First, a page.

This Tumblr post, showcasing early appearances by the leading characters in Brian Wood’s upcoming X-Men series, brings back all kinds of happy memories for me. I started reading Uncanny X-Men around #185, when Rogue was still relatively new to the team and Rachel wasn’t even a full member yet; Psylocke and Jubilee were years away from joining the book, although I’m tempted to say that I’d already met Betsy Braddock via the UK Captain Britain strips.
Something that I’m reminded of with these scenes is how tonally varied Claremont’s X-Men was in its prime; that the melodramatic angst would inevitably be balanced by comedy (even if it was, like most Claremontian humor, more unusual and awkward than actually funny to me), and that the characters would get to “win” every now and again. I drifted away from the series around the very start of the Jim Lee era, worn down by the endless plots and seeming lack of direction the book had at the time, and – Morrison’s brief New X-Men aside – didn’t really return to the franchise in any permanent sense until Kieron Gillen and Jason Aaron had taken over.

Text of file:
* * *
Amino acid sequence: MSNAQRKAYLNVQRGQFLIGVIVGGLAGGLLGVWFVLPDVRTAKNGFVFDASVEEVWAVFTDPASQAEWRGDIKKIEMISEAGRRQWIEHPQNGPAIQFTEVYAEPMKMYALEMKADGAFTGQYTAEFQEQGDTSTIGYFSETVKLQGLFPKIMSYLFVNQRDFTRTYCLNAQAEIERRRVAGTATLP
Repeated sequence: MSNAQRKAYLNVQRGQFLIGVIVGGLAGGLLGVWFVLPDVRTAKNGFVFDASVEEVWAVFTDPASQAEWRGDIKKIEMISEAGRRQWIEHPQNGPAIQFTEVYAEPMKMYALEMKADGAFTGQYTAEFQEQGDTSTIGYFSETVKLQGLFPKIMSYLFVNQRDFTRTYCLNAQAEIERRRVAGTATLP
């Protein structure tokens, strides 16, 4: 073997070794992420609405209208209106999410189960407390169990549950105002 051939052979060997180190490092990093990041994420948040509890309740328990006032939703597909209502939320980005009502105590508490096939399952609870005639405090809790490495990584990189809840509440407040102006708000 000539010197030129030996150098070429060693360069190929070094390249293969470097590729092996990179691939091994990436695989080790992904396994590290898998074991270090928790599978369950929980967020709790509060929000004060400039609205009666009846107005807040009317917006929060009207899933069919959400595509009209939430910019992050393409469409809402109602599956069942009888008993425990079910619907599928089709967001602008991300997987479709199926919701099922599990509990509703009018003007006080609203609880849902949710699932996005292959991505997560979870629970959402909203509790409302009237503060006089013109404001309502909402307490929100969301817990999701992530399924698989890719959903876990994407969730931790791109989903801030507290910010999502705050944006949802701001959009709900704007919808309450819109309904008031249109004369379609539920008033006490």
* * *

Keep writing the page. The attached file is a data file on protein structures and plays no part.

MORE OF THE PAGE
Part of what had kept me away was the constant feeling of oppression the X-Books had devolved into, it felt like; a sense that the characters were fighting a permanently losing battle against… well, everything, really. I’m not quite sure how it happened, but the fun of the X-Books I read growing up had disappeared, replaced by constant danger and depression and not fun, for want of a better way of putting it. Everything was melodramatic angst, and what little happiness there was always felt temporary (and, usually, would be proven to be so in the service of plot twists and cheaply manufactured drama).
That might’ve been why Aaron’s Wolverine and The X-Men and Gillen’s Uncanny X-Men clicked for me. There was a sense of humor in both books, and a lightness in tone beyond that. Both series had a sense of possibility and hope that appealed both in a nostalgic sense, but also to the reader I am today. I would rather read a series that wanted to make me smile as much as thrill, chill and sadden, you know?
The Bendis reboot of the franchise, post-Avengers Vs. X-Men, has left me a little adrift from the main X-Books again, I admit (It’s not a tonal issue anymore but one of pacing and disinterest in keeping up with Bendis’ work in single issues; collections of his superhero stuff have been my preferred format for awhile; I feel like I get more out of the experience that way), but I’m familiar enough to feel that we still have an X-Men franchise that offers as many “up” moments as down ones, and that’s a really nice thing to consider. It might have taken decades, but I like the idea that X-Men can have fun even when things look particularly grim again.
Now, if only we can convince someone that an updated “Kitty’s Fairy Tale” should form the basis for the 2014 event, instead of another “Days of Future Past” retread…